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The Invention of the Western Film ranges across literature, visual arts, social history, ideology, and legend to provide, for the first time, an in-depth exploration of the early Western, from short kinetoscopes of the 1890s through "classic" features of the 1940s. By examining the American Indian's rise and demise during the silent era, B- Westerns of the 1930s, and film noir-influenced Westerns of the 1940s, Scott Simmon's pioneering study silhouettes the genre's evolution against a myriad of cultural forces. This lively, encyclopedic book revitalizes familiar Western icons John Wayne and John Ford, and recovers forgotten masterworks from the Western film's formative years.Read more
- First book to deal with origins of the Western film, particularly film prior to 1930
- Most extensive study of the image of the American Indian in silent film
- Wide-ranging cultural study
Reviews & endorsements
"Clearly written, The Invention of the Western Film is also well illustrated, sometimes with production stills but more often (and more usefully) with frame enlargements that support the visual analysis. Godd historians of film are often less confident as visual analysts, and vice versa. Yet one of Simmon's strengths is his ability to do perceptive close visual readings of movies while also making skillful and sometimes exciting connections between the film under study and other films, other works of literary or visual art, and the history of the West." Film QuarterlySee more reviews
"One of the many strengths of this book is Simmon's narrow focus and his attention to the lesser-known nooks and crannies of the Western. His writing is never less than engaging and accessible, his insights often beautifully stated and eminently quotable" - Journal of Film and Video Stephanie Harrison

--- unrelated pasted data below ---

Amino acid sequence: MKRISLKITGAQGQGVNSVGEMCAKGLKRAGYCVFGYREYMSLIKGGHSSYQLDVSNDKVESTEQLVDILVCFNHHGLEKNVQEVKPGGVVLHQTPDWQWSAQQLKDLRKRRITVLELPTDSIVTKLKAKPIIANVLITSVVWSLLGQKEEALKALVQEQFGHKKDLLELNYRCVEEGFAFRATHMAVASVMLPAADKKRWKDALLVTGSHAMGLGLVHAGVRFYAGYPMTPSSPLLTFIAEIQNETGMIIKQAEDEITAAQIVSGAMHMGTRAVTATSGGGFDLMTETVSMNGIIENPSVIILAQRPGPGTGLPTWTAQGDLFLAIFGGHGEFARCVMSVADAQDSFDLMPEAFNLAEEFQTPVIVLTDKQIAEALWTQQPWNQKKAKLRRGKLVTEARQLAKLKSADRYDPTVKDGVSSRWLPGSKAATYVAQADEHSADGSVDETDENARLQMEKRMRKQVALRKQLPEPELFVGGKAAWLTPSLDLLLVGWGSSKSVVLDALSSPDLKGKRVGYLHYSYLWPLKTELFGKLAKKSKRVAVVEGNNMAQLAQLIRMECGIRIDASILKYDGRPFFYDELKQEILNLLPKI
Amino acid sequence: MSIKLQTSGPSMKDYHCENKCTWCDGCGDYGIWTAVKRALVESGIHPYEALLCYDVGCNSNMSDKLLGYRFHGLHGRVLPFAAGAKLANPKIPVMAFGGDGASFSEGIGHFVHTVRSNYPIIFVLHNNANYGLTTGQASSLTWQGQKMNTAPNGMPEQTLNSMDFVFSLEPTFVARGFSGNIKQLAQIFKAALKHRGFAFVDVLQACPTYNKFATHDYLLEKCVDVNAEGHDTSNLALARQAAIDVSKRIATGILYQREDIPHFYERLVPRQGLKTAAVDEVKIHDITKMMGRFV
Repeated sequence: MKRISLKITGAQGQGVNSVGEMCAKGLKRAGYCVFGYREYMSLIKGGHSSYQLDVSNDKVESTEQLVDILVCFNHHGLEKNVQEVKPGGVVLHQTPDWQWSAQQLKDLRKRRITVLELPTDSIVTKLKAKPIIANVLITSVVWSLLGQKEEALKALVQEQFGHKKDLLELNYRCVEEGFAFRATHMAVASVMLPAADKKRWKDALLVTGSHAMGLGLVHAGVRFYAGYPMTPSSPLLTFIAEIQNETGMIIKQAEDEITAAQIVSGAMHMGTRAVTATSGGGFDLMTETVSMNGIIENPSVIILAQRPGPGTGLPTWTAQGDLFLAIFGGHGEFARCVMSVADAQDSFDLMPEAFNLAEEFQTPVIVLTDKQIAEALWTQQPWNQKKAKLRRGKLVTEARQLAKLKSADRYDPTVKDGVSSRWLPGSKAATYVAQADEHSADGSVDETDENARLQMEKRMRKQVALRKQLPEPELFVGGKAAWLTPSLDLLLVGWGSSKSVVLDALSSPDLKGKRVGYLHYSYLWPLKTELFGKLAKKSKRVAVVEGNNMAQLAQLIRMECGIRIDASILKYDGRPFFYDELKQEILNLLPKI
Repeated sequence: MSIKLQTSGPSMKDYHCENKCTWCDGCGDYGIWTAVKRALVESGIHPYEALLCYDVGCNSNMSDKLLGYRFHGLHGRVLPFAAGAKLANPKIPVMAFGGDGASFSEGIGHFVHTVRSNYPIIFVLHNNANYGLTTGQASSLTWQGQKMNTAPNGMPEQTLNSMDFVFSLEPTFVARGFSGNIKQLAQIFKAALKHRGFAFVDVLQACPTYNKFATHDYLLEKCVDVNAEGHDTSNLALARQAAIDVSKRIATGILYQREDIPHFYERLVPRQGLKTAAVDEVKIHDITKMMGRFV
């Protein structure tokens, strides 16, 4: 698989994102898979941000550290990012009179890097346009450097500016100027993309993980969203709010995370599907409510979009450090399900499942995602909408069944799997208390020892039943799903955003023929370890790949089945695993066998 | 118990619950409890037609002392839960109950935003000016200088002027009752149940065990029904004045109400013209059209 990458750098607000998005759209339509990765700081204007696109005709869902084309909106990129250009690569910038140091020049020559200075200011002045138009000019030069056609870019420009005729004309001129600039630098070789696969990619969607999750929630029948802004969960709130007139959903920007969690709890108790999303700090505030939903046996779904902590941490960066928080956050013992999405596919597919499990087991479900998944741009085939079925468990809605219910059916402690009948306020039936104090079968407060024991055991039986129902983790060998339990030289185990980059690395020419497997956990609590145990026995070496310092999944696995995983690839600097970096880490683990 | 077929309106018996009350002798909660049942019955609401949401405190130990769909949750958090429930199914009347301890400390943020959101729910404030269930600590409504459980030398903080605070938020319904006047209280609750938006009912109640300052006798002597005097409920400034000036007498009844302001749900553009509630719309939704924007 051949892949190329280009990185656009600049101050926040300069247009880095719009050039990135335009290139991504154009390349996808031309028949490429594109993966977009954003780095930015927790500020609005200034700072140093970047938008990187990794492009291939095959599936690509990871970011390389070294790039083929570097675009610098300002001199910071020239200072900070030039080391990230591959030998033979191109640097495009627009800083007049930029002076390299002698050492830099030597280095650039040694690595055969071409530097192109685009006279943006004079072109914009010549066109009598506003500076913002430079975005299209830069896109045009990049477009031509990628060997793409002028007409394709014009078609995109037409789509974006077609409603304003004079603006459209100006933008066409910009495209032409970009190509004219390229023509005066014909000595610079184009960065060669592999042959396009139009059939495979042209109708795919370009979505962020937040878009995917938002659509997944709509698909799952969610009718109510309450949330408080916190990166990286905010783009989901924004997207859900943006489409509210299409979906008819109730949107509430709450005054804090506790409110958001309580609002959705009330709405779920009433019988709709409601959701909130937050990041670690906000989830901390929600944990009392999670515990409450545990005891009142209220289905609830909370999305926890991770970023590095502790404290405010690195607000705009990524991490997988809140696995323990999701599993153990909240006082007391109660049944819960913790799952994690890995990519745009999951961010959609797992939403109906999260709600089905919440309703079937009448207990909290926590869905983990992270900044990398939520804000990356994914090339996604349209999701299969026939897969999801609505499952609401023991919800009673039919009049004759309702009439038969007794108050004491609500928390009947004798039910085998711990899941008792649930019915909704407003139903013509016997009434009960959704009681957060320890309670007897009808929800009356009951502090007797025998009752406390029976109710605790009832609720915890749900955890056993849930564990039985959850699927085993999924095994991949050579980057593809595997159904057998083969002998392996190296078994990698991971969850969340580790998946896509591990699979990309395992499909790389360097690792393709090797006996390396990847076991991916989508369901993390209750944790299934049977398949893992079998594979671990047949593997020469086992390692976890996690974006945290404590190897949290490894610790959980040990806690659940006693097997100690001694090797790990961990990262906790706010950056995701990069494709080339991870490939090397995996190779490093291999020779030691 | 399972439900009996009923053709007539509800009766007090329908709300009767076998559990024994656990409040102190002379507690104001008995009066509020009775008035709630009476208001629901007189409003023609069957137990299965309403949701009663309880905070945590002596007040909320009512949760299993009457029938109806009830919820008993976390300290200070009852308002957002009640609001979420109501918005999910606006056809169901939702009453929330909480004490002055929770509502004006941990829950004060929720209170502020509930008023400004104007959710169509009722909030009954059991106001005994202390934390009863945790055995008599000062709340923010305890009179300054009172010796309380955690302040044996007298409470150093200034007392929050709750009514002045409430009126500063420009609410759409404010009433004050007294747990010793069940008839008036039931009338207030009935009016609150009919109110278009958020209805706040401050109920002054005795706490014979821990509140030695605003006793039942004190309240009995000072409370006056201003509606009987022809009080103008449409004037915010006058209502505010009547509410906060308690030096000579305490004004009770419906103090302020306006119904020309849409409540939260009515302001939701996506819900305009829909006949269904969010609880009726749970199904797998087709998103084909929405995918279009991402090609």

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- Date Published: June 2003
- format: Paperback
- isbn: 9780521555814
- length: 412 pages
- dimensions: 229 x 152 x 23 mm
- weight: 0.6kg
- contains: 112 b/w illus.
- availability: Manufactured on demand: supplied direct from the printer
Table of Contents
Part I. 'My Friend, the Indian': Landscape and the Extermination of the Native American in the Silent Western:
1. Indians to the rescue
2. The eastern Western
3. Our friends, the Indians
4. The death of the Western, 1911
5. The far-Western
6. Wars on the plains
7. The politics of landscape
8. Pocahontas meets Custer: The Invaders
9. 'No Indians wanted'
10. The west of the Mohicans
11. Desert places
Part II. 'It's Time for Your History Lesson, Dear': John Wayne and the Problem of History in the Hollywood Western of the 1930s:
12. The Big Trail and the weight of history
13. What's the big idea?
14. Manifestations of destiny
15. Rambling into Surrealism: the B-Western
16. 'Don't cry, Pat, it's only a Western': A note on acting
17. Time, space, and the Western
Part III. 'That Sleep of Death': John Ford and the Darkness of the Classic Western in the 1940s:
18. My Darling Clementine and the fight with Film Noir
19. Out of the past
20. 'Shakespeare? In Tombstone?'
21. 'Get outa town and stay out'
22. 'A lot of nice people around here'
23. 'Who do we shoot?'
24. The revenge of Film Noir
25. The return of the Earps
26. Ford, Fonda, and the death of the classic Western.
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